Cartilage & Arthritis
What causes osteoarthritis? Dr. Michael Lehmann
Excessive strain: Severe joint strain, of the type seen in performance sports, can over time cause increased wear of the cartilage. Joint deformities, such as bow legs or knock knees, can also cause individual joint areas to be over-stressed, leading to osteoarthritis. Being overweight can make excessive strain on the joints even worse, driving the arthritis process forward. This is particularly true for the hip or knee joints, which are already under a lot of strain.
Injuries: Sporting injuries are a common cause of osteoarthritis. The injuries to the cartilage tissue do not even have to be direct to cause problems. If a cruciate ligament tear ultimately produces an unstable joint, the increased friction between the parts of the joint will inevitably result in osteoarthritis. A similar principle applies to injuries affecting the meniscus, which forms an important buffer in the knee and its loss can lead to considerable damage to the cartilage in the joint.
Increasing age: As with most structures in the body, cartilage is also subject to natural ageing processes. The tissue becomes more brittle, the water content decreases and its resistance diminishes. So as they age, many people find that they have increased wear of the joint cartilage.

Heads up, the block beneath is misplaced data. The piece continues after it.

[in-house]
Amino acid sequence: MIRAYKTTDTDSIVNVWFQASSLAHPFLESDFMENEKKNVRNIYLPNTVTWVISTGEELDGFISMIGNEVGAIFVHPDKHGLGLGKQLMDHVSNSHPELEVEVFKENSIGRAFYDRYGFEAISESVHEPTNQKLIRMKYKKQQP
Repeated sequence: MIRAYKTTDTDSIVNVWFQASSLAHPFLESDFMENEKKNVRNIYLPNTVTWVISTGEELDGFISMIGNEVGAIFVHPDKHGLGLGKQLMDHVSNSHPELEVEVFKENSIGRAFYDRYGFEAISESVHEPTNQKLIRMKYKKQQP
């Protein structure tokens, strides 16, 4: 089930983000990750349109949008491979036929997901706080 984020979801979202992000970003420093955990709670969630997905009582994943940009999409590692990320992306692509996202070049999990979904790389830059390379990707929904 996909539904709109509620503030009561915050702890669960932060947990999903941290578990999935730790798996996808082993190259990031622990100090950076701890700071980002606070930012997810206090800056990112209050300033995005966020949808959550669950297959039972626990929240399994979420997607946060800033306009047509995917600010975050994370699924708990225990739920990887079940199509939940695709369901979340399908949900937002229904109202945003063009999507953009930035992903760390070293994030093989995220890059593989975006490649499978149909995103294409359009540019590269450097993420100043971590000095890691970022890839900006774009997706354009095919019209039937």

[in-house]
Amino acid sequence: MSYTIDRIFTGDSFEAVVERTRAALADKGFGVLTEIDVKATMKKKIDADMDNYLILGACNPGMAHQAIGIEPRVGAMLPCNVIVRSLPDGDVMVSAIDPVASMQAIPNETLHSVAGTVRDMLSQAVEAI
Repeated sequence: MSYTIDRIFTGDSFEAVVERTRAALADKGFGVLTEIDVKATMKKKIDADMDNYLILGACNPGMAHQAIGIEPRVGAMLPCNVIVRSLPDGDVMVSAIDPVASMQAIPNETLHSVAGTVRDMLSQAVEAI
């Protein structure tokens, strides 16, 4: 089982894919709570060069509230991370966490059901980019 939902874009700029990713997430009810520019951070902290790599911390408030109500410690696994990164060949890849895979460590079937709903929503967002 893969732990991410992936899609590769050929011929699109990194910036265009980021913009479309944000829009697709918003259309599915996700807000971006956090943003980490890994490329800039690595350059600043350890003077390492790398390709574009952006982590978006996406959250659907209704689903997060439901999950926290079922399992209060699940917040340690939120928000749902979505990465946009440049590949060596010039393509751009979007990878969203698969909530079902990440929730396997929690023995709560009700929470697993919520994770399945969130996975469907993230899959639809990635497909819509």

Hereditary causes: Genetic causes can play a major role in some types of osteoarthritis. One example of this is Heberden's arthritis, which occurs in the joints of the fingers and typically runs in families.
Rheumatic diseases: Just like many other rheumatoid conditions, autoimmune diseases such as rheumatoid arthritis can lead to inflammation of the joints, the result of which is often widespread cartilage or joint damage.
Other causes: Metabolic problems (gout) or bacterial joint inflammations.
Symptoms of cartilage damage
Cartilage itself is insensitive to pain. The pain felt comes from the reaction in the adjacent tissue. Unfortunately, the pain therefore only becomes noticeable when the layer of cartilage has been worn away or is already damaged.
Acute pain and restricted movement can be symptoms of cartilage damage. Other typical symptoms of cartilage damage include pain on stressing the joint. The more the cartilage damage advances, the more severe the pain. Pain can occur at rest. At the end stage, the body restricts the joint's mobility.
Early detection is important in order to be able to instigate regenerative measures for osteoarthritis.
Once the layer of cartilage has worn away, the only remaining options are surgical.